Updated: Sep 25, 2020
Helping your child express feelings by drawing. How does that work? And is that for me? In this blog I share my experiences as a visual consultant and a mom, and give you 3 easy steps on how to help your child express feelings by drawing. It is more easier than you might think!
Who likes to draw? We do! Not just mommy the so called “visual consultant”, but the kids are a fan of drawing as well. When we are killing time …we draw. When we communicate…we draw. When we feel sad or overwhelmed, guess what… we draw! Why am I pointing this out? Because I have experienced that by using drawings my kids are able to express their feelings, we communicate better and they sleep better as well. Sounds like a powerfull tool right?
Everybody can draw
OK, you might think: “That is you and your drawing skills…” But after teaching tons of workshops of visual thinking to all kinds of people I can tell you: you are able to draw! We all made drawings when we were young. It is just when we get older, we start to criticize what we make, instead of just doing it and have fun. And to tell you a secret: kids don’t judge your drawings. So just give a try! Absolutely nothing to loose.
Well that being sad, let's get a bit deeper into the Why and the How.
Drawing takes you “out of your head” and into your body
A few years ago my daughter turned 4 years old and went to school. I was busy…having two young kids, working fulltime and running the household. She was very excited but also scared and had a lot of emotions she didn’t know how to express. At least not verbally. She cried a lot and I felt tension in her body. I knew something was up, but I didn’t know how to get her to talk about it. Then one day I was drawing at the kitchen table and she asked me if she could join. We started to draw about her day at school and she actually started talking! I discovered the power of drawings as a strong communication tool with my child. That was the start of me helping my child to express her feelings by drawing. And we continued our journey by using these 3 simple steps:
1. Create a nice space to unwind
When my daughter is feeling overwhelmed, she likes to sit down by herself in a quiet place. Coming home from school feeling overwhelmed from all the things going on at school I make a quiet place. I have a small table just for her and give her some paper and pencils so she can draw whatever she wants. It gives her the headspace she needs. When she draws, she gets out of her head and into her body. It creates the space that is needed for us to have a conversation about her day at school.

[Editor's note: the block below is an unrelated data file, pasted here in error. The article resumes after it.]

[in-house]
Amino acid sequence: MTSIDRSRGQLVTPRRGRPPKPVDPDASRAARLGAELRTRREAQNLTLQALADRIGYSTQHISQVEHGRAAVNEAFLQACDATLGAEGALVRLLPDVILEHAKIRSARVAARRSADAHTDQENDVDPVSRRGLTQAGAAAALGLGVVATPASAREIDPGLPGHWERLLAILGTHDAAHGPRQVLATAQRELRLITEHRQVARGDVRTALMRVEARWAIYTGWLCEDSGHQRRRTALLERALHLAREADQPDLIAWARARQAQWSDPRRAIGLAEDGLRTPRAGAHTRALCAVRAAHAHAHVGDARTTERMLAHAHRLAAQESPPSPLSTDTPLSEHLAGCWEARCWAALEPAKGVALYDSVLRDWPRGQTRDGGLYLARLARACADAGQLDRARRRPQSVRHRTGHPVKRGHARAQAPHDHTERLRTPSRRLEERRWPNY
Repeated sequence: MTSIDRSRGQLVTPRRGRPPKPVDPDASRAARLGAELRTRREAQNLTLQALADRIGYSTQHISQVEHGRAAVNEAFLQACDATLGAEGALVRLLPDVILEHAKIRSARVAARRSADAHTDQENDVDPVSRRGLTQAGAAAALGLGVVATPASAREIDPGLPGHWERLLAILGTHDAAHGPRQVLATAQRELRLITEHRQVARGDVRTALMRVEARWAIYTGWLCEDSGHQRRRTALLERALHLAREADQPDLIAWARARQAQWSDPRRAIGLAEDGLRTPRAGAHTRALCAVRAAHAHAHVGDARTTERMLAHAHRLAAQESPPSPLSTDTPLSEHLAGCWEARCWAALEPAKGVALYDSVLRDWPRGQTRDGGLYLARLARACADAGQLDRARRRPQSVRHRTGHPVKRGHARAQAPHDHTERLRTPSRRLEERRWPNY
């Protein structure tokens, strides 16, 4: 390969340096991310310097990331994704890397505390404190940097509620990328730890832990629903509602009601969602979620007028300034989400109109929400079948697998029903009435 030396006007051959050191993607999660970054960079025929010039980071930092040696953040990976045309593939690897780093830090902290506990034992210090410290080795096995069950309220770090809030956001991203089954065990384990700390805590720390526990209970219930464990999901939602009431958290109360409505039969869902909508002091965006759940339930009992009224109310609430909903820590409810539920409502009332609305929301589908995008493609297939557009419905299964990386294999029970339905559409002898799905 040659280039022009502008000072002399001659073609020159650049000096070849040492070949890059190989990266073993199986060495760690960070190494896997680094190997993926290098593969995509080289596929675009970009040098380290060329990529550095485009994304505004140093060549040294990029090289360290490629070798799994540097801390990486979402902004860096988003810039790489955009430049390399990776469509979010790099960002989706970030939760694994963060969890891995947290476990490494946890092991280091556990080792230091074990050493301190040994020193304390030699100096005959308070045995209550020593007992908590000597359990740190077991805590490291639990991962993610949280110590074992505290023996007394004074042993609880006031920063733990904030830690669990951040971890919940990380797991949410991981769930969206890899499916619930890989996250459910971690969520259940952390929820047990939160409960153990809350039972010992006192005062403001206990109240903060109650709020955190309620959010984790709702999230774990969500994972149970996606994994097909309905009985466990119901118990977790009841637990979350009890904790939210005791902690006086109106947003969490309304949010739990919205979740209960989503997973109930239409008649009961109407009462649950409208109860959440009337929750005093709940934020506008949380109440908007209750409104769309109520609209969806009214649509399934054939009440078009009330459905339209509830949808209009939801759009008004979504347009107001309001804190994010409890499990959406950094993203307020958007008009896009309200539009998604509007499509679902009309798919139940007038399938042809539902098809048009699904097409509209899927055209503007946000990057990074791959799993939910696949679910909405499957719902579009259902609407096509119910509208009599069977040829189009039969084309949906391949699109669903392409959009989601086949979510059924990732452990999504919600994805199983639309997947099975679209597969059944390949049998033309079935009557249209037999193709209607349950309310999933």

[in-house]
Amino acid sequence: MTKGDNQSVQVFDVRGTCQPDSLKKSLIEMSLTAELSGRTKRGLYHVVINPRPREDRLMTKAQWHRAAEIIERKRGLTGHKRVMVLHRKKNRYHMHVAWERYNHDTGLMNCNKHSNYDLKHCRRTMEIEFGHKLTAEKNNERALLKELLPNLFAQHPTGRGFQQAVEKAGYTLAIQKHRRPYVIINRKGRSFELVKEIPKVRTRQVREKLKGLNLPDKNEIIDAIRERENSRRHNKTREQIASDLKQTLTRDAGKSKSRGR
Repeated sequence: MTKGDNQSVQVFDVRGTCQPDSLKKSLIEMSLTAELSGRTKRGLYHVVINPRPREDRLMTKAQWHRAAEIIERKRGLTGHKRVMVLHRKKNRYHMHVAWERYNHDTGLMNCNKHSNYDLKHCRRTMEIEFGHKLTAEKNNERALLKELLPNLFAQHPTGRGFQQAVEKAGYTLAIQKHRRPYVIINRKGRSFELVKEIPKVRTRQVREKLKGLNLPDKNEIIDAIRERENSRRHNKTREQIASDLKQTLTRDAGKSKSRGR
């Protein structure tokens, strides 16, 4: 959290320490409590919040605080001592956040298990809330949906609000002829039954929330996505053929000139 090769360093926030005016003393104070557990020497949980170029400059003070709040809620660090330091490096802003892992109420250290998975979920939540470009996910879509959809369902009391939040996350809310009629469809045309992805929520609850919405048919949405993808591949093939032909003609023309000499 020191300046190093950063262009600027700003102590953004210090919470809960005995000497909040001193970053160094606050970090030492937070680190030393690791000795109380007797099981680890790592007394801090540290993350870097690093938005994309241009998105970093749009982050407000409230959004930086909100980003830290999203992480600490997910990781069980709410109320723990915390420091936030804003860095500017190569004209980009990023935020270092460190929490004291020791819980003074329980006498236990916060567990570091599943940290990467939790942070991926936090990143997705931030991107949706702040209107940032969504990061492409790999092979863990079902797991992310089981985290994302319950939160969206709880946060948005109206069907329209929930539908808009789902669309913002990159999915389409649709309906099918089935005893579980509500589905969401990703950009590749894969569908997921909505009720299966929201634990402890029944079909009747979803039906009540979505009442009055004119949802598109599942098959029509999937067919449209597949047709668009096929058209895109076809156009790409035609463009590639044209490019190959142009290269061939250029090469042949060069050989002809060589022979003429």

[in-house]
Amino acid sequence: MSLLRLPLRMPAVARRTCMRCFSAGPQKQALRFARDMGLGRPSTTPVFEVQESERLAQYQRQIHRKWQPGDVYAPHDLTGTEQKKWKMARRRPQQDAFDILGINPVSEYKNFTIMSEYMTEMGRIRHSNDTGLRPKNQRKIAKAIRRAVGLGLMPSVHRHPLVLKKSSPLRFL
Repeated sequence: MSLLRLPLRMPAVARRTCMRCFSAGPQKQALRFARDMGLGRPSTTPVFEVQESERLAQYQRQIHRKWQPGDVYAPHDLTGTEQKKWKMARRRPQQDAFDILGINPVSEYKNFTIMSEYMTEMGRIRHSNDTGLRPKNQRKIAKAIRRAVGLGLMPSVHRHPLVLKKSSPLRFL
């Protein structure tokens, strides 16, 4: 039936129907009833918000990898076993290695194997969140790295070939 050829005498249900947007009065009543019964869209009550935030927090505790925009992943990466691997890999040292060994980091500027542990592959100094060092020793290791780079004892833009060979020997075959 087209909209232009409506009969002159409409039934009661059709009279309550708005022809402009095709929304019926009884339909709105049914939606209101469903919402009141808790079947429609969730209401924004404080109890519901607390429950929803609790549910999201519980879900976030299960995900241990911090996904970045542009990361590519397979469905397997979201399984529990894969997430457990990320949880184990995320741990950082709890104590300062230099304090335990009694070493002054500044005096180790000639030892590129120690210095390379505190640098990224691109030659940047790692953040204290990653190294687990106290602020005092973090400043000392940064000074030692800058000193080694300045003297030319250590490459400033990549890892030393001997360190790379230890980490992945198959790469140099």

2. Start by drawing the basic emotions
I started with drawing faces of basic emotions, like emojies. I used sad, happy, scared and excited. Starting the morning routine was a hard time for her, so we agreed to get up early to have all the time we needed. I would draw the emojies and ask her how she feels by letting her point out one of the smileys. I told her that it is OK to feel like this and that was the start of a good conversation about feelings. Getting home from school we could get the emojies back on the table again and talk about how it was during the day. You all know the emojies on your phone so you can copy them on a piece of paper and off you go!
3. Use templates
A picture is not only nice to look at, it speaks to the mind ánd the soul. A template invites you to do something with it. For example, if you draw a paper full of clouds and ask a child to write or draw their scary thoughts in the clouds, he or she will feel more invited to do so, than if you ask them to talk about it. After filling it in, you can ask them to give the thoughts to Mister Wind and blow the scary thoughts away.
Another example is to draw a simple person and ask a child to color the location in the body where they feel the emotion. You will be surprised how effective it is, so I dare you all to just try and start drawing.
Collecting it all in a fun workbook
I never lived outside my home country, so when we were planning to move from the Netherlands to Taipei with two kids, I thought it would be kind of scary for them. Or for me! I asked lots of parents who dealt with this before for tips. And learning from my previous experience I started to make templates with drawings to help the whole family cope. And guess what, the transition of moving went actually smooth! Not because it wasn't a big deal. But we knew how to talk to eachother about it. It is no wonder that I am very excited and proud of all the pages we created for the Me and My Big Move workbook.
Want to know more? visit www.meandmybigmove.com